Last week, I shared 3 great ways to prepare your classroom for excellence as you head back to school. This week, here are three more ways to improve your room!Tip 4: Developing “eyes in the back of your head”

Tip 4: Developing “eyes in the back of your head”

Have you ever had one of those moments that, with just the sound of your voice, you got a student, on the brink breaking dowCalvary_Diggs.jpgn, back on track? Maybe your back was turned but you felt something or you just knew exactly what to say. For these moments to happen, it takes foresight on your part but also your students must know what they should be doing.

So what does this mean? If we want to encourage good character in our classrooms, everyone has to be on the same page about what that means and looks like.

Set Class Rules: Enlist your class to create rules on the first day of school. It fosters a sense of ownership for those rules. They won’t simply be the teacher’s rules, they become their rules. Some studies suggest that if you give students the proper guidelines for developing class rules, what students come up with is about the same as anything you would have picked, given the same criteria. So what are those guidelines?

  1. Only create 4-5 rules.
  2. The rules must be positive.
  3. They must be observable and measurable
  4. Consequences must be realistic

Learning Class Rules: Teach rules for a few minutes during the first few weeks of school, and review periodically throughout the year — maybe take some time to choose a day each month to briefly return to the rules. This can be done through reading and/or modeling (always have students demonstrate following the rule, never breaking it). Students could also create consequence maps for each rule.

Breaks & Cool-down Spots: Regulating our emotions and behaviors takes a lot of energy. When students are in school, they’re using a lot of that energy to stay focused and learn. Because of this, it’s perfectly normal for students to sometimes get too tired to think about your class(es) at the end of the day or during weeks of heavy testing. The trick is to give students time to recharge. Consider giving students mental breaks, a space in the room to cool down or an opportunity to leave the room for a few minutes. Caution: find an alternative outlet if a student is frequently using cool-downs to evade work.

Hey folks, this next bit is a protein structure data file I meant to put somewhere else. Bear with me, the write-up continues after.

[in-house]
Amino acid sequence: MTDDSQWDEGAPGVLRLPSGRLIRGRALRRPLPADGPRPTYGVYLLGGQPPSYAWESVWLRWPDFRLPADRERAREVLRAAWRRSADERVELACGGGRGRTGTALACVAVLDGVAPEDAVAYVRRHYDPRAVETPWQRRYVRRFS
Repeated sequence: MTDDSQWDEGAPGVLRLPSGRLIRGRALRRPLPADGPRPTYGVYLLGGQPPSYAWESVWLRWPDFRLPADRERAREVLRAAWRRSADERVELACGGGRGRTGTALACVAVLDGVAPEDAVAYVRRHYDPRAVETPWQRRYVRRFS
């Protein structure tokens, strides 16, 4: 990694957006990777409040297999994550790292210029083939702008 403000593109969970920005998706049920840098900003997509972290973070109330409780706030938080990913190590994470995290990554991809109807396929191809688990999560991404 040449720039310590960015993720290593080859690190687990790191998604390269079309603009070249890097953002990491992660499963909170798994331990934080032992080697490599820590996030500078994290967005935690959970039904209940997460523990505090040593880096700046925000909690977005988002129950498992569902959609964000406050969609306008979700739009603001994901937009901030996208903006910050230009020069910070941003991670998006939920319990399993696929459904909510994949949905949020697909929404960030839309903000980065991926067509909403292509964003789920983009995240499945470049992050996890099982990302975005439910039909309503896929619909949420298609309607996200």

Tip 5: Praising the good 

Positive, Specific Praise: No matter where you stand on student praise, we have to let students know when they’re on the right track or doing something right. That’s how learning happens. One bit of advice for you in this domain is to put up a poster across the room from where you teach. Choose one of those fun motivational posters that we all love so much. Each time you see it, find a student doing something right, and let them know it. Extra points for selecting character-based posters and finding those traits in action!

When praising what a student is doing right, praise strategically. If one student is being respectful of classes by staying in line and quiet in the hallway while others are not, tell the student on-task you like how they’re doing that. Other students will follow. Here are rules for praising:

  1. Be specific
  2. Praise every student for something every now and again to squelch any budding ‘teacher’s pet’ theories.
  3. Make sure your exemplars are nearby when you want others to follow another student’s example.

Experiment with ways to nonverbally praise older students.

Tip 6: Consistency

Most people have become familiar with code switching. It’s changing behavior to meet the unique expectations of various settings. The degree to which you can make your classroom, rules and even school context consistent, the better. That way, there’s less pressure for students to switch behaviors because Mr. A likes students to call out while Ms. Q will send you to the office if you don’t raise your hand.

How can you be consistent from the first day? Go over your rules and practice them regularly. Talk about what they look like. Have students read the rules aloud. Let them periodically role play (always the appropriate behavior) throughout the year (e.g., “Someone, show me what being ready for class looks like. Go!”). Some teachers may find it helpful to take your calendar and just dot a handful of days throughout the semester to do this. If you and your students are extra creative, tie it in with current content, though that may work best for History and English.


I hope that my posts help you in your efforts to inspire and nurture good character in your students bright and early starting on the first day. Thanks for reading and best of luck this year!

I’d love to hear from you all. Which tips & tricks will you add to your teacher’s tool belt?

 Calvary Diggs is a past intern. He is passionate about research, writing and all things related to character education. You can reach out to him at


Looking for more information on building character in your students? Register and attend the 2016 National Forum on Character Education and hear sessions like “Transforming Society through Character Formation and Leadership” by Ramon Guico and Leo Arnaiz or “From Character Education to Ethics Bowl!” by Val Gallina.